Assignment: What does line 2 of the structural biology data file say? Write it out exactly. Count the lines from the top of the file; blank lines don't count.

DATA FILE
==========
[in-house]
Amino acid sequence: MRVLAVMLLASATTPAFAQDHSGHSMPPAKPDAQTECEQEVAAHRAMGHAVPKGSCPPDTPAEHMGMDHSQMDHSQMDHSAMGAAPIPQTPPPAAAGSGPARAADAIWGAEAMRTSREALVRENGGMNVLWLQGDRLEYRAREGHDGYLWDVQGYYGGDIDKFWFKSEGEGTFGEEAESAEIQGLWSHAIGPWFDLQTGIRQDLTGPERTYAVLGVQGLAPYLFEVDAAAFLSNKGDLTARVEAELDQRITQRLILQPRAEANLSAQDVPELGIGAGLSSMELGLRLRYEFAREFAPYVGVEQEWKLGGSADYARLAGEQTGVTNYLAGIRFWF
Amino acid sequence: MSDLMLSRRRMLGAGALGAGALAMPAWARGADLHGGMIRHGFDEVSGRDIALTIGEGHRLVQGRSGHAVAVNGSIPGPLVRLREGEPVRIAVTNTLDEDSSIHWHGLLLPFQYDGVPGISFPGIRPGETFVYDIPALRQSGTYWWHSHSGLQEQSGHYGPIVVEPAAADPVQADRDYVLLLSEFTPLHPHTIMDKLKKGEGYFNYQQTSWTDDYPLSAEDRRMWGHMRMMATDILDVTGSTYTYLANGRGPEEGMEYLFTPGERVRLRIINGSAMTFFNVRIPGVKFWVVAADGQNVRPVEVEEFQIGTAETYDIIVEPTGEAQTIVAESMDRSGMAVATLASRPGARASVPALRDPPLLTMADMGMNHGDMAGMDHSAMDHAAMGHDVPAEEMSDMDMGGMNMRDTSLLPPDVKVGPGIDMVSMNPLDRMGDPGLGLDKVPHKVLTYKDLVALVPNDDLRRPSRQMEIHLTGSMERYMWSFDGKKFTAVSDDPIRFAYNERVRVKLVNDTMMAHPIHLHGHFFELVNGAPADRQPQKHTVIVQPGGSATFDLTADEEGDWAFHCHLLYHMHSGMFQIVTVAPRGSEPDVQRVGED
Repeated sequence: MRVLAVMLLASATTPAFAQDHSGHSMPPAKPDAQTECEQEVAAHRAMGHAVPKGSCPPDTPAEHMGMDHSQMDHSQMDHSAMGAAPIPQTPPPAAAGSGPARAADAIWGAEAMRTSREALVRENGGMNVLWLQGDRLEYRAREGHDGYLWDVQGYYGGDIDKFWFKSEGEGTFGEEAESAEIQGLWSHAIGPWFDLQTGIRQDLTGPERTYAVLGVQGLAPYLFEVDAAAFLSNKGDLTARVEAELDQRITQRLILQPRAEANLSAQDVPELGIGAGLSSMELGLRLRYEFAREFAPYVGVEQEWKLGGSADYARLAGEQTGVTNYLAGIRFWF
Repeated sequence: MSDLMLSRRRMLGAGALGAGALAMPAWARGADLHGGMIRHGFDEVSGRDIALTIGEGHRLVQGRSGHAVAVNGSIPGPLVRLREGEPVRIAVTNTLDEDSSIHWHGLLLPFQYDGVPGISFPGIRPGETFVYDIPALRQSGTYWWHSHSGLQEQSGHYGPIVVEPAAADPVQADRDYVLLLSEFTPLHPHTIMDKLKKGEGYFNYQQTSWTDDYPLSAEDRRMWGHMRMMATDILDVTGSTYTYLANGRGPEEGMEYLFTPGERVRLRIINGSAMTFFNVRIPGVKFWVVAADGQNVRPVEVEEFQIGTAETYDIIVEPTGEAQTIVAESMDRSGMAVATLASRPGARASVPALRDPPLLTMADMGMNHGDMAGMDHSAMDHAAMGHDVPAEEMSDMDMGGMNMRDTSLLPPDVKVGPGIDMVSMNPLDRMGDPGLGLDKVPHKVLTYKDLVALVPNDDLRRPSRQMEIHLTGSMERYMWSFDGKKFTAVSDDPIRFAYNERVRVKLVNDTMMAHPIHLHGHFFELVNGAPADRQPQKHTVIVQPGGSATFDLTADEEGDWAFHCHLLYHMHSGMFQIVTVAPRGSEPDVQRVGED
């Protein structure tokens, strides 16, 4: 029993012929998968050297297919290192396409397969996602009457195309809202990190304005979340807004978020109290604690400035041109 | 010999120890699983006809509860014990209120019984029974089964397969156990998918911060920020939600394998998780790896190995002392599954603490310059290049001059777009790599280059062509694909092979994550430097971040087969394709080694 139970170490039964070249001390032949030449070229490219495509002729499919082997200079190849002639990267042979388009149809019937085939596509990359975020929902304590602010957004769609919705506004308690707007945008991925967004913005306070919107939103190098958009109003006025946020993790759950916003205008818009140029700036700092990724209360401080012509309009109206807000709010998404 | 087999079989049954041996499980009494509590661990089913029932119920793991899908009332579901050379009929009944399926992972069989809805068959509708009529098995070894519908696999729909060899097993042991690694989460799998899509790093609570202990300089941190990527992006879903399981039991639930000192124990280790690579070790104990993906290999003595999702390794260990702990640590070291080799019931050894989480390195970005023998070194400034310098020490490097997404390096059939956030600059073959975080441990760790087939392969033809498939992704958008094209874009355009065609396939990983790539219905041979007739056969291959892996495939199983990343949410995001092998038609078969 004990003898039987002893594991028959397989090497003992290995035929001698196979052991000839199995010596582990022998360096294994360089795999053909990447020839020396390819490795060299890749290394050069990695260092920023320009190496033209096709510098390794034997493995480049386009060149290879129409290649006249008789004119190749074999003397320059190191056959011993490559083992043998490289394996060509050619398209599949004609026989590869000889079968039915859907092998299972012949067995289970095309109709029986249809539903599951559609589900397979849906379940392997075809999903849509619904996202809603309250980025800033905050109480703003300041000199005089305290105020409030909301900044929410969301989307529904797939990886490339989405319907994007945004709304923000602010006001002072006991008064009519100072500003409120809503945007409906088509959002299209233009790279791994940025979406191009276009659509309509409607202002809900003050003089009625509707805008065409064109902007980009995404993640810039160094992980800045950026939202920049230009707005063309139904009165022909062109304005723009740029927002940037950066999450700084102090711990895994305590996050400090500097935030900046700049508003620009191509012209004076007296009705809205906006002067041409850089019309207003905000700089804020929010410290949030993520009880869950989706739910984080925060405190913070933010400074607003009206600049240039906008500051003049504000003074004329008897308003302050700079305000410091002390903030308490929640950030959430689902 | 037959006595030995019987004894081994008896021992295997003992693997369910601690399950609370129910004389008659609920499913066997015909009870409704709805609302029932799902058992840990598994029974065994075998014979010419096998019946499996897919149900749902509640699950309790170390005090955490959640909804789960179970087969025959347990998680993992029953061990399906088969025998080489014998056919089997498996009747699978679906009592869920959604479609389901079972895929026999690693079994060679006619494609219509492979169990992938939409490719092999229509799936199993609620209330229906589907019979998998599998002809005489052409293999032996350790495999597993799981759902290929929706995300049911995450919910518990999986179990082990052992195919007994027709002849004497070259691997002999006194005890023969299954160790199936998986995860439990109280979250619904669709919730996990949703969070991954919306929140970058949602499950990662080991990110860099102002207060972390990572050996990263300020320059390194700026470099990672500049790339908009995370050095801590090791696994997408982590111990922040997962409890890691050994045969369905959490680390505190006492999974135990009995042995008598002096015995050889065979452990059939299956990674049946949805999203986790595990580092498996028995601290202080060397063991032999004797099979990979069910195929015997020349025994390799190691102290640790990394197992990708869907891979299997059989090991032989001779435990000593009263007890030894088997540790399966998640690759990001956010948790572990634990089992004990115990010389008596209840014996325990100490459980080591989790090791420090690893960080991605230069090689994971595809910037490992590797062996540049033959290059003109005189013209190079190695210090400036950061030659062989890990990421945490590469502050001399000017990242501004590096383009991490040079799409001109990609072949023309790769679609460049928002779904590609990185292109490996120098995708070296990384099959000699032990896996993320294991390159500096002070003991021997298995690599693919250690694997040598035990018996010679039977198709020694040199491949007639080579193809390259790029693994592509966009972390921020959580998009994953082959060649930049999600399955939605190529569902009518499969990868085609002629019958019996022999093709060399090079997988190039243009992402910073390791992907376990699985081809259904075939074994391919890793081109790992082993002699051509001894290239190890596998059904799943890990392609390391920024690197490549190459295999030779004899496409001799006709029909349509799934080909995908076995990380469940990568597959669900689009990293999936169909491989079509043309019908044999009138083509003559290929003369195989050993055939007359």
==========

Amino acid sequence: MRVLAVMLLASATTPAFAQDHSGHSMPPAKPDAQTECEQEVAAHRAMGHAVPKGSCPPDTPAEHMGMDHSQMDHSQMDHSAMGAAPIPQTPPPAAAGSGPARAADAIWGAEAMRTSREALVRENGGMNVLWLQGDRLEYRAREGHDGYLWDVQGYYGGDIDKFWFKSEGEGTFGEEAESAEIQGLWSHAIGPWFDLQTGIRQDLTGPERTYAVLGVQGLAPYLFEVDAAAFLSNKGDLTARVEAELDQRITQRLILQPRAEANLSAQDVPELGIGAGLSSMELGLRLRYEFAREFAPYVGVEQEWKLGGSADYARLAGEQTGVTNYLAGIRFWF